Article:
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Article Published January 13, 2020

Branford Land Trust Seeks Proposals to Rehome Historic Pine Orchard Farm Structures

By Pam Johnson/

In December, Branford Land Trust (BLT) received an early Christmas gift from descendents of the notable Alden M. Young Family: 3.74 acres of land connected to the Young's Pond Preserve. The land came with two well-maintained historic structures --  a beautiful circa 1912 barn and a spacious, turn-of-the 20th-century farm storage building. Unfortunately, the continued care and preservation of such buildings falls far outside BLT's mission. That's why the all-volunteer Trust is anxious to receive creative proposals to help get these structures rehomed; preferably intact, and preferably in Branford.

"They're beautiful, interesting structures; but part of the issue is it's not really in our mission to keep structures like this," said BLT president Peter Raymond. "We have some money from the donor to potentially knock down the buildings, and we want try to avoid that. Our top wish is that they could be relocated to somewhere in Branford; or, beyond that, relocated to somewhere in the state."

BLT has brought the issue to the Town of Branford and the Branford Historical Society (BHS) and is also widening the scope to invite interest from others, said Raymond. Ideally, BLT hopes to find new owners interested in relocating the structures while preserving the integrity of the buildings. A second, less desired choice would be to allow the buildings to be salvaged for materials. Interested parties are asked to submit proposals to BLT for consideration at

Long-time BLT member and secretary Lauren Brown and her husband, John Herzan, a retired Preservation Services Officer of the New Haven Preservation Trust, are helping Raymond and BLT to spread the word about the remarkable opportunities these buildings can present for the proper owner. Both buildings are located at 21 Anchorage Road. 

"The inventory form gives the barn a date of circa 1912, but the construction method goes back to 1870, along the lines of balloon frame construction" Herzan said, adding, " was well-maintained by the owner. There is a lot of new wood in the shed, and both buildings were recently painted. They're aesthetically beautiful, very well proportioned and fit their site beautifully. They were substantial buildings of their time, when they were built."

The extensive barn was converted from its original use as a hay barn to a type of recreational building for the family, said Herzan, who recently discussed the history of the buildings with Branford Town Historian Jane Bouley. Bouley is also a long-serving member, past board member and past president (2011-13) of BHS. While both buildings are "historically significant," they are not protected by historic rules, said Herzan.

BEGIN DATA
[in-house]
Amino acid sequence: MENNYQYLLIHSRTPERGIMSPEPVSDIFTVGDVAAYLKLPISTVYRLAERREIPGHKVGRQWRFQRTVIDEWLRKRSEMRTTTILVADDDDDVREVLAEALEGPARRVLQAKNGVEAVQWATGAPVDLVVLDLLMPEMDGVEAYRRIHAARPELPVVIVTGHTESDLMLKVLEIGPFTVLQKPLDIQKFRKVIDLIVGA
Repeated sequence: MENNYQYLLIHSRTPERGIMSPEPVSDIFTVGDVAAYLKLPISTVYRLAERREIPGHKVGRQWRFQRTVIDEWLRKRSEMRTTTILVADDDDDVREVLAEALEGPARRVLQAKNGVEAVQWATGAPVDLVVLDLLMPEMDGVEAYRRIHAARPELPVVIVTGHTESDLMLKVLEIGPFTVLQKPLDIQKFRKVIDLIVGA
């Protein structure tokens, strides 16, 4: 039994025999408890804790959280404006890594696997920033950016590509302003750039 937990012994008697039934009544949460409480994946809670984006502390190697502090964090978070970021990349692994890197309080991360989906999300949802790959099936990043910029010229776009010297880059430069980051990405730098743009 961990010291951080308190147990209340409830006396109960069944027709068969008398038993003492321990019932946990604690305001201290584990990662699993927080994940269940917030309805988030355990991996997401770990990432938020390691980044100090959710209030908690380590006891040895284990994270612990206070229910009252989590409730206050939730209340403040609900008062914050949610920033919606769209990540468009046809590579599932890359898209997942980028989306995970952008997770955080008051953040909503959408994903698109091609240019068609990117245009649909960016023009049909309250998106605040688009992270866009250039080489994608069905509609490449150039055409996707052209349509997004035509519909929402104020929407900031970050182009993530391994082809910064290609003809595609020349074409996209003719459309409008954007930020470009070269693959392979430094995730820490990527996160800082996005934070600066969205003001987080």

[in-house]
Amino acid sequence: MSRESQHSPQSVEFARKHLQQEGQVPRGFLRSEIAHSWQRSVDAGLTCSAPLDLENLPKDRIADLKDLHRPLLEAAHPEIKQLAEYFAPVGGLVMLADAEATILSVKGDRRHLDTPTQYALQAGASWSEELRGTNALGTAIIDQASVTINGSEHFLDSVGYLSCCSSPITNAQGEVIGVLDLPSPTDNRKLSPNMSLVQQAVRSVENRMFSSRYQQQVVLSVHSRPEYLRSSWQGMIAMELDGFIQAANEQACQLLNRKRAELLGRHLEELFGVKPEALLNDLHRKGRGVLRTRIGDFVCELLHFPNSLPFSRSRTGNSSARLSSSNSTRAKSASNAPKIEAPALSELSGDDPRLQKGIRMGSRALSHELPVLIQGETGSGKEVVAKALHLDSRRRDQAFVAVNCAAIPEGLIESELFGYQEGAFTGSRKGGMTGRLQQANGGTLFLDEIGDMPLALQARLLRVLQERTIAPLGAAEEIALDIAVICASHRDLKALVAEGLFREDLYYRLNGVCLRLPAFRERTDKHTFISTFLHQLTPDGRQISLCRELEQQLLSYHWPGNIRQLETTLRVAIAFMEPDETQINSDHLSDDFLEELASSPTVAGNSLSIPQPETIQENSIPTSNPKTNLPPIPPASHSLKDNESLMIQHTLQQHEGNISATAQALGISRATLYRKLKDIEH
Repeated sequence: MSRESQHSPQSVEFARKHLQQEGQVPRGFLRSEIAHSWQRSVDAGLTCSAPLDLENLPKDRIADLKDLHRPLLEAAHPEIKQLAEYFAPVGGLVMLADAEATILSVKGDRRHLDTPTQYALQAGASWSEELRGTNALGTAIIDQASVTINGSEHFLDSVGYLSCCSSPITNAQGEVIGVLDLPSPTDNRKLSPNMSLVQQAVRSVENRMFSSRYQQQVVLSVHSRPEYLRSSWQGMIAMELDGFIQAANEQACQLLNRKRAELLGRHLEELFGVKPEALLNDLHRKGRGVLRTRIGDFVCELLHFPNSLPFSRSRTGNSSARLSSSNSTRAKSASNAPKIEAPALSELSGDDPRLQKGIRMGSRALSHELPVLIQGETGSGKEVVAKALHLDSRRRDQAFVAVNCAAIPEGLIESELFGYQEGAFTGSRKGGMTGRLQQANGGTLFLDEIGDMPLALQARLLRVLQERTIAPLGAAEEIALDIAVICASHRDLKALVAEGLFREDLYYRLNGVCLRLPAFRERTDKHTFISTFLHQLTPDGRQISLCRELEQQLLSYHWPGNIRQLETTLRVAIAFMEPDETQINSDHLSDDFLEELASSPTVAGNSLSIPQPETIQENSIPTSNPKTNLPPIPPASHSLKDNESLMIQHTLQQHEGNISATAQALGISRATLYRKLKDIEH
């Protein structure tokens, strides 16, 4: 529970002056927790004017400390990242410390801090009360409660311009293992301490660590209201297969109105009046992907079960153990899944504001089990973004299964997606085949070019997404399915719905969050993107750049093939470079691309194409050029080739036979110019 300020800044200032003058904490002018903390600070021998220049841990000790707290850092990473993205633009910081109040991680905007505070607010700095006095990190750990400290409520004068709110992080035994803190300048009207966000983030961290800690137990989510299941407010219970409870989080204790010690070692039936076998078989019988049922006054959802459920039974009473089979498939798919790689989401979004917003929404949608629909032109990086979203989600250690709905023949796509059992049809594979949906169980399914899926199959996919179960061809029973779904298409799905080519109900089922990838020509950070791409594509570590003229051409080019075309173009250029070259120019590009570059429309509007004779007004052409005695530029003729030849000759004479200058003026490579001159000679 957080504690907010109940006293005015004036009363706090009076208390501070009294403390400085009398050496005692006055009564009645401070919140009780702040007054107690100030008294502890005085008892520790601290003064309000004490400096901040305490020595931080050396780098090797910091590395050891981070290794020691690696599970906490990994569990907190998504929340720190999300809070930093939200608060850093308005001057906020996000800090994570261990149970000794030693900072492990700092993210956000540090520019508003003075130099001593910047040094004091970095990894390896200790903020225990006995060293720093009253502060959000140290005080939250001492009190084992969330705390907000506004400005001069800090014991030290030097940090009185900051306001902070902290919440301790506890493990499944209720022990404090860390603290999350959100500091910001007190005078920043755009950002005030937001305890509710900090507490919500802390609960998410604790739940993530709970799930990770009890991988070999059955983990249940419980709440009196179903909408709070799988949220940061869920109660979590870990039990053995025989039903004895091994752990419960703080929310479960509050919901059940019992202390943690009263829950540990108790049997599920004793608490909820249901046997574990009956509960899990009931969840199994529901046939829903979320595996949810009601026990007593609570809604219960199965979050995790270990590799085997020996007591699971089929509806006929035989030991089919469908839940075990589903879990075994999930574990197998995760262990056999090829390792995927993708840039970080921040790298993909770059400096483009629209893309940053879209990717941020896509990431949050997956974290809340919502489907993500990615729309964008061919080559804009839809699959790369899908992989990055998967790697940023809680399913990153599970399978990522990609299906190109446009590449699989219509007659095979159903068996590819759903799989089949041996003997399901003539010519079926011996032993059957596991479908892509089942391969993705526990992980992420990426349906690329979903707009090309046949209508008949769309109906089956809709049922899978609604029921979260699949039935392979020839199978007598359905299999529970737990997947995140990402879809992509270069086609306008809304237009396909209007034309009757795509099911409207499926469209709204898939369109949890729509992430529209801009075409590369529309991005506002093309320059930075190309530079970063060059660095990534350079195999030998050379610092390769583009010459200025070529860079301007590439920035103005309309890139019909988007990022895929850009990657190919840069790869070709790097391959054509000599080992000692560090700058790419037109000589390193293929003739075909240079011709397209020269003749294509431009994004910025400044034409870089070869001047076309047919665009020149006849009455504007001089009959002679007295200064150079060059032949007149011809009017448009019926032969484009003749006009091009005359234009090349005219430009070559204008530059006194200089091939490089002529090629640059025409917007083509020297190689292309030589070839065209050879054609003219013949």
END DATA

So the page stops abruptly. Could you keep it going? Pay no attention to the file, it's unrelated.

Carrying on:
"However, having said that, they were recorded by the state as significant structures in Pine Orchard; and when the [Branford] Historical Society did an inventory of all historical architecture in Pine Orchard, the barn was included," Herzan said.

"One reason we are trying to keep the barn intact is that it's a really beautiful building, and it's also in excellent condition," said Brown. "It was given by a descendent of the family of Alden M. Young, who was the person who really developed Pine Orchard into what it is today; and Youngs Pond Park -- its all the same family. Alden Young, when he lived there, had a huge mansion which they later tore down; and they had a huge gentleman's farm, and these buildings were part of that."

Young (1853-1911) was a looming figure in the history of Pine Orchard and Branford, according to information gathered by BHS and shared by Brown on behalf of BLT, noting, "...starting in 1894, he and his wife maintained a large property in Pine Orchard called the Anchorage, which included not only a 22-room mansion but a poultry and dairy farm. The land donated to the Trust was once a part of his extensive holdings. Among Young's many legacies to Branford, which included introducing electricity and starting the Branford Electric Railway (commonly known as the shoreline trolley), he dredged an area near the farm to create Young's Pond, now the centerpiece of the popular Young's Pond Park."

The newly-donated property, which includes scenic rock outcrops and healthy wetlands, abuts Youngs Pond Park, adding to the land that can be enjoyed by local citizens, said Brown.

"This land is really significant, because its contiguous to the Youngs Pond Preserve -- it expands it," added Herzan. "It's not a detached parcel; and that's why it's so exciting."

"It's near open space, so it was a great donation," Raymond agreed. "We are extremely grateful to the Alden M. Young Family for this generous donation. [It] continues the family's vision of making contributions for the benefit of our town. We are honored to be able to preserve this land for current Branford residents and for generations to come."

Founded in 1967, Branford Land Trust, is an all-volunteer organization which has protected over 1,000 acres of open space in town. More information about Branford Land Trust can be found at